The plaintiffs must, of course, allege an injury as a result of the deceptive act or practice (see Stutman v Chemical Bank, 95 NY2d at 29). Here, the plaintiffs allege that, as a result of the defendant's conduct, they were forced to "incur the costs and expense of hiring an attorney to prevent forfeiture of coverage for a covered loss." The defendant argues that the plaintiffs have not suffered any injury, since, if it had issued a denial prior to the expiration of the statute of limitations, the plaintiffs would have been in the exact same position as they now occupy--having to commence and pay for their own action against the Village. Whether the plaintiffs would have commenced the action against the Village if they had received an earlier denial is a question of fact, and must be determined by the factfinder. The plaintiffs alleged that they were forced to pay for an attorney, and thus adequately pleaded damages under General Business Law § 349.

General Business Law § 349 Cause of Action Sufficiently Stated

Accordingly, based on the foregoing, we find that, contrary to the defendant's contention, the plaintiffs' allegations are sufficient to state a cause of action pursuant to General Business Law § 349. Thus, the Supreme Court properly denied that branch of the defendant's motion which was to dismiss the third cause of action.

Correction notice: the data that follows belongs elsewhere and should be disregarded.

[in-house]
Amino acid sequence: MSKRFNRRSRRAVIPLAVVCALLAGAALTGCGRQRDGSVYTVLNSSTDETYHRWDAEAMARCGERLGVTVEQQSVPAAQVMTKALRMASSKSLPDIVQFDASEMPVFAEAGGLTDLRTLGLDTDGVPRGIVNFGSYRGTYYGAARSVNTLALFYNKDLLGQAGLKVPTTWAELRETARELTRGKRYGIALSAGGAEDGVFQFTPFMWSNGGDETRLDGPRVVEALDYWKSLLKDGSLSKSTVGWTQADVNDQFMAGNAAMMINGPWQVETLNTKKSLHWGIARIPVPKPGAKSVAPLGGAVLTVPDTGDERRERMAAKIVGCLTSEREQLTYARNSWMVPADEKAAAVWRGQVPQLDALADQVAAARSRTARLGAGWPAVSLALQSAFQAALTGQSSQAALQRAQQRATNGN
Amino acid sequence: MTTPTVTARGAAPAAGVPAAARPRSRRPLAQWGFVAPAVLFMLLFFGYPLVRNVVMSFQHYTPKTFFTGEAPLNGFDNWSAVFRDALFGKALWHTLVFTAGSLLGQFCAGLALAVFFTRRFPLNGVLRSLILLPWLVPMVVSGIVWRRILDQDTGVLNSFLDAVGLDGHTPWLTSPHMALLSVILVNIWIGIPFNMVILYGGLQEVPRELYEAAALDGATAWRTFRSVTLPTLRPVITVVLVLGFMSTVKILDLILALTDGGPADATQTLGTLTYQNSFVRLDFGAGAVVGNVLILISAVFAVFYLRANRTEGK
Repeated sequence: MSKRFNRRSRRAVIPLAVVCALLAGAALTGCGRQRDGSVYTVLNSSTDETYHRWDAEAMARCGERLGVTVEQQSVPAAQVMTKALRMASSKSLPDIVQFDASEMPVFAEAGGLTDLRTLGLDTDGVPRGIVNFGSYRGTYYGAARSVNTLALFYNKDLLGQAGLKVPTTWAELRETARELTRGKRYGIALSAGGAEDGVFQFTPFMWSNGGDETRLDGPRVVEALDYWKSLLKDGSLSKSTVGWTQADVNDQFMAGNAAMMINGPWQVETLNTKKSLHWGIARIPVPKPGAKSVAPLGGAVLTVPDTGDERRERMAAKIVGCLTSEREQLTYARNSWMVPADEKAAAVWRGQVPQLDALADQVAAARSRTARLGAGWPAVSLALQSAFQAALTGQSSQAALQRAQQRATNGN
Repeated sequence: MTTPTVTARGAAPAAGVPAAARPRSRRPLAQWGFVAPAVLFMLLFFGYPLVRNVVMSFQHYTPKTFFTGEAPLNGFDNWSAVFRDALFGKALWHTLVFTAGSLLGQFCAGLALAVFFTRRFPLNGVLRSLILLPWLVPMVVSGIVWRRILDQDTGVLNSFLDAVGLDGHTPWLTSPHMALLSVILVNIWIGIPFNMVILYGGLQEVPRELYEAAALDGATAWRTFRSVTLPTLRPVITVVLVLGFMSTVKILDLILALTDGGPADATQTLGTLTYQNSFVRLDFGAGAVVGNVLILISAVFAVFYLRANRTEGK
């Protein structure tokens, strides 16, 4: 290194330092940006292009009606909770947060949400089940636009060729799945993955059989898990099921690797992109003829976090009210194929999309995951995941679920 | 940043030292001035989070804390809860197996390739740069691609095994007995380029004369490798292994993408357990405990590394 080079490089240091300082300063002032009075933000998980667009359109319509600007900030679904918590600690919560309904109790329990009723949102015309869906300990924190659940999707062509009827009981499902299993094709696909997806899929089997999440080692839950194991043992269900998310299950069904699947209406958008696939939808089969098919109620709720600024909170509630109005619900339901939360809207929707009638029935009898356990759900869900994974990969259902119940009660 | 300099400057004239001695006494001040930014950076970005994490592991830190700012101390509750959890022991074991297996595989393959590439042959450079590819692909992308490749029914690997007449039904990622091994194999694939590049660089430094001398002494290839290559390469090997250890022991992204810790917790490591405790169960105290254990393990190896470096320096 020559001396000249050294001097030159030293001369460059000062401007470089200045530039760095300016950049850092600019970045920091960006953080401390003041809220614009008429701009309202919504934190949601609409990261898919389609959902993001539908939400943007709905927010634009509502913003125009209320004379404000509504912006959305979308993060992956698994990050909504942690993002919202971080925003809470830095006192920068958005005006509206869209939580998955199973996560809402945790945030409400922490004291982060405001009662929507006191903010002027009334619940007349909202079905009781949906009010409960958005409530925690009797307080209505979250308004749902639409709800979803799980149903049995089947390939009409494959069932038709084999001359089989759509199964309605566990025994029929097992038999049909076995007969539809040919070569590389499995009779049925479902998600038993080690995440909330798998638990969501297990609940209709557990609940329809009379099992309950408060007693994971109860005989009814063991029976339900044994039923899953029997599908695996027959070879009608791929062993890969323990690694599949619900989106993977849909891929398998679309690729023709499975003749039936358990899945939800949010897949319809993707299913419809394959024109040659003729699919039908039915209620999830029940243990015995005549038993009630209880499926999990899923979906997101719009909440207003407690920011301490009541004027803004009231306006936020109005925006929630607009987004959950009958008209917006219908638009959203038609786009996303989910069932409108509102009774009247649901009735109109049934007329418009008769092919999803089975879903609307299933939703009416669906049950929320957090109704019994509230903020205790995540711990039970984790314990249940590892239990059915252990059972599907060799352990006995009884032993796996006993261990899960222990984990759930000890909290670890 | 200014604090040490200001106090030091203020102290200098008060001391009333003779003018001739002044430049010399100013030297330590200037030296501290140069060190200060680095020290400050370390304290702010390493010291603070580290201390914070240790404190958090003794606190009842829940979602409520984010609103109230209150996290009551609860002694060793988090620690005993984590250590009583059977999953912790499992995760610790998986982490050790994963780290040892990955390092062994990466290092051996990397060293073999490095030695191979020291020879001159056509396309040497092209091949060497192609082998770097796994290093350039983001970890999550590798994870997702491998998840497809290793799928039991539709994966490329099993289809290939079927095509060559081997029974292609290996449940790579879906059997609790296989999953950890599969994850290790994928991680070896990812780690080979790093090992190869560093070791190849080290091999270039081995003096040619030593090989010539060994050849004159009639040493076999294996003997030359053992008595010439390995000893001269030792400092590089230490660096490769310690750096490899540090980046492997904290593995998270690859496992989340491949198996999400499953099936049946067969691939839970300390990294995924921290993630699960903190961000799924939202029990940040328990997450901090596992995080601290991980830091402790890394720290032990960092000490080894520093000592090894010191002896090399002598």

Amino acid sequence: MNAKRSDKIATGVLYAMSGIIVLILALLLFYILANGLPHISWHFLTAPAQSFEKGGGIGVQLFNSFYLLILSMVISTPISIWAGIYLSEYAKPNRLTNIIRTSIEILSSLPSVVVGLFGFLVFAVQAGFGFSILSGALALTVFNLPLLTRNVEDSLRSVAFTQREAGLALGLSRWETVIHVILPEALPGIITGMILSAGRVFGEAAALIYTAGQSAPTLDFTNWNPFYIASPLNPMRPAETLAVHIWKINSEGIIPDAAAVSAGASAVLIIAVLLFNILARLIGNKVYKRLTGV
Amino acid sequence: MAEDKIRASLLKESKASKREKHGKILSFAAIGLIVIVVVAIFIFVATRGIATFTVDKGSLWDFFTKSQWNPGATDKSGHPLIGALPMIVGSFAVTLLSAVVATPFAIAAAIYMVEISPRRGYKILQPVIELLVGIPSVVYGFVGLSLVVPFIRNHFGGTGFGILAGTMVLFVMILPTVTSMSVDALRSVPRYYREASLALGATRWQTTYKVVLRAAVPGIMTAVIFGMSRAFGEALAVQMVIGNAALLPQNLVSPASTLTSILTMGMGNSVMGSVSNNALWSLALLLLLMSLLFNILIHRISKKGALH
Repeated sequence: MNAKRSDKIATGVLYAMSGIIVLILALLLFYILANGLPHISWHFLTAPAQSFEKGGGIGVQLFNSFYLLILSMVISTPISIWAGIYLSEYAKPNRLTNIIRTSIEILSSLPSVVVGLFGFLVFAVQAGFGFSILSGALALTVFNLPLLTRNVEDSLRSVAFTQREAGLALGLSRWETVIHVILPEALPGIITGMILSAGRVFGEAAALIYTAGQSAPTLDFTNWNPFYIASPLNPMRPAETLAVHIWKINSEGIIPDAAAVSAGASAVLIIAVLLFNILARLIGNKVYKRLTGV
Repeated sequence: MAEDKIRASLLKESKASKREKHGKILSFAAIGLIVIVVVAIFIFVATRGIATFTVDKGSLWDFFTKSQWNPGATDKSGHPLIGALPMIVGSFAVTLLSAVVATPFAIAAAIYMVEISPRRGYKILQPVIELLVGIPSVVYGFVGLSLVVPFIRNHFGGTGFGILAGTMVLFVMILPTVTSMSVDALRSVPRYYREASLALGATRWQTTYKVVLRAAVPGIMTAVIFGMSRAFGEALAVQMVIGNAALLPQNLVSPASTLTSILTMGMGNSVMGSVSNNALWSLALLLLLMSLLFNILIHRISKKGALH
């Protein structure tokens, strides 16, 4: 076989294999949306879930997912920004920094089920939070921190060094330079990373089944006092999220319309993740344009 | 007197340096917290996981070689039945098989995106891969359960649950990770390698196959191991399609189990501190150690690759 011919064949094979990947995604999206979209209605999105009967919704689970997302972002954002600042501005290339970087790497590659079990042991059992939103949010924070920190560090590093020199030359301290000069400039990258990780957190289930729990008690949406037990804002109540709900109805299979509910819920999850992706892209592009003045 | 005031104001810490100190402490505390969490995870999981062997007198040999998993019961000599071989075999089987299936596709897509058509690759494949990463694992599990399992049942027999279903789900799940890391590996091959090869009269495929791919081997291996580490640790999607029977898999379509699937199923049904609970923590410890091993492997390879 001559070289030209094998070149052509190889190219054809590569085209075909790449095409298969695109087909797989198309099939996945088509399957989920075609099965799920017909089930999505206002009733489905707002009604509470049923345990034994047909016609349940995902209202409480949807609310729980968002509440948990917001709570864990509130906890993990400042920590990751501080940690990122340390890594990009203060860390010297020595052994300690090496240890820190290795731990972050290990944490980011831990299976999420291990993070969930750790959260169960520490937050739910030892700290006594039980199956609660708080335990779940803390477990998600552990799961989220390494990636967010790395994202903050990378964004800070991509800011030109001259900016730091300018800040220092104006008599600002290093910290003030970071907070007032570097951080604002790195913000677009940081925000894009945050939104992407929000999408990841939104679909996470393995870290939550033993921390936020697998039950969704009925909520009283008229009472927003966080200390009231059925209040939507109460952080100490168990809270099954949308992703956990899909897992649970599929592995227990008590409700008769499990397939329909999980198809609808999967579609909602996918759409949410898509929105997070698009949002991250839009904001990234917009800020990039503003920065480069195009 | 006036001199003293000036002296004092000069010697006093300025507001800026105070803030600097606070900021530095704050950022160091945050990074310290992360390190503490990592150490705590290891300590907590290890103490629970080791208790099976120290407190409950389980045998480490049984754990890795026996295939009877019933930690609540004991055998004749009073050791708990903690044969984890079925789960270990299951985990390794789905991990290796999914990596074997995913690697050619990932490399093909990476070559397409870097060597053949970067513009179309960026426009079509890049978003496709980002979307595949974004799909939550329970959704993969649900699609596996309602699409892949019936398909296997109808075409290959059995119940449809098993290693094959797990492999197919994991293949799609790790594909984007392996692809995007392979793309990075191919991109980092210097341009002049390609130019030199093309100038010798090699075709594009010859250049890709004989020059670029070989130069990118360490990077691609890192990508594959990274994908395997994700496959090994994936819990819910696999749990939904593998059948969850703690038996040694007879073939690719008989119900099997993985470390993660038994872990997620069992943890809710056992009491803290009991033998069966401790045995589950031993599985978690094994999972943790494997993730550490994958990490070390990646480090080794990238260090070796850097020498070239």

Recoverable Damages

Under General Business Law § 349 consumers may recover actual damages in any amount, and may recover treble damages under General Business Law § 349(h) up to $1,000 (see Teller v Bill Hayes, Ltd., 213 AD2d 141, 147; Hart v Moore, 155 Misc 2d 203, 207). Moreover, the plaintiffs may seek both treble damages and punitive damages (see Volt Sys. Dev. Corp. v Raytheon Co., 155 AD2d 309, 309; Bianchi v Hood, 128 AD2d 1007).

Punitive Damages

"An award of punitive damages is warranted where the conduct of the party being held liable evidences a high degree of moral culpability, or where the conduct is so flagrant as to transcend mere carelessness, or where the conduct constitutes willful or wanton negligence or recklessness'" (Pellegrini v Richmond County Ambulance Serv., Inc., 48 AD3d 436, 437, quoting Buckholz v Maple Garden Apts., LLC, 38 AD3d 584, 585). Initially, it should be noted that the plaintiffs do not seek punitive damages on their breach of contract claim, but only on their claim under General Business Law § 349. Under that claim, they allege that the defendant intentionally did not reach a final decision on their claim, so as to force them to commence a suit against the Village. If that is true, and for purposes of a CPLR 3211(a)(7) motion to dismiss, "all allegations must be accepted as true" (Pacific Carlton Dev. Corp. v 752 Pac., LLC, 62 AD3d at 679; see Leon v Martinez, 84 NY2d at 87), such conduct may be considered to be " so flagrant as to transcend mere carelessness'" (Pellegrini v Richmond County Ambulance Serv., Inc., 48 AD3d at 437, quoting Buckholz v Maple Garden Apts., LLC, 38 AD3d at 585). Consequently, the plaintiffs' claim for punitive damages should not be dismissed.

Attorney's Fees

The defendant argues that attorney's fees are not available for disputes between insurers and the insured, but it concedes that, under General Business Law § 349, the court has the discretion to award attorney's fees. The plaintiffs only seek attorney's fees on their General Business Law § 349 claim. Since General Business Law § 349(h) provides that the court has the discretion to award reasonable attorney's fees, the plaintiffs' request for attorney's fees should not be dismissed.

Discovery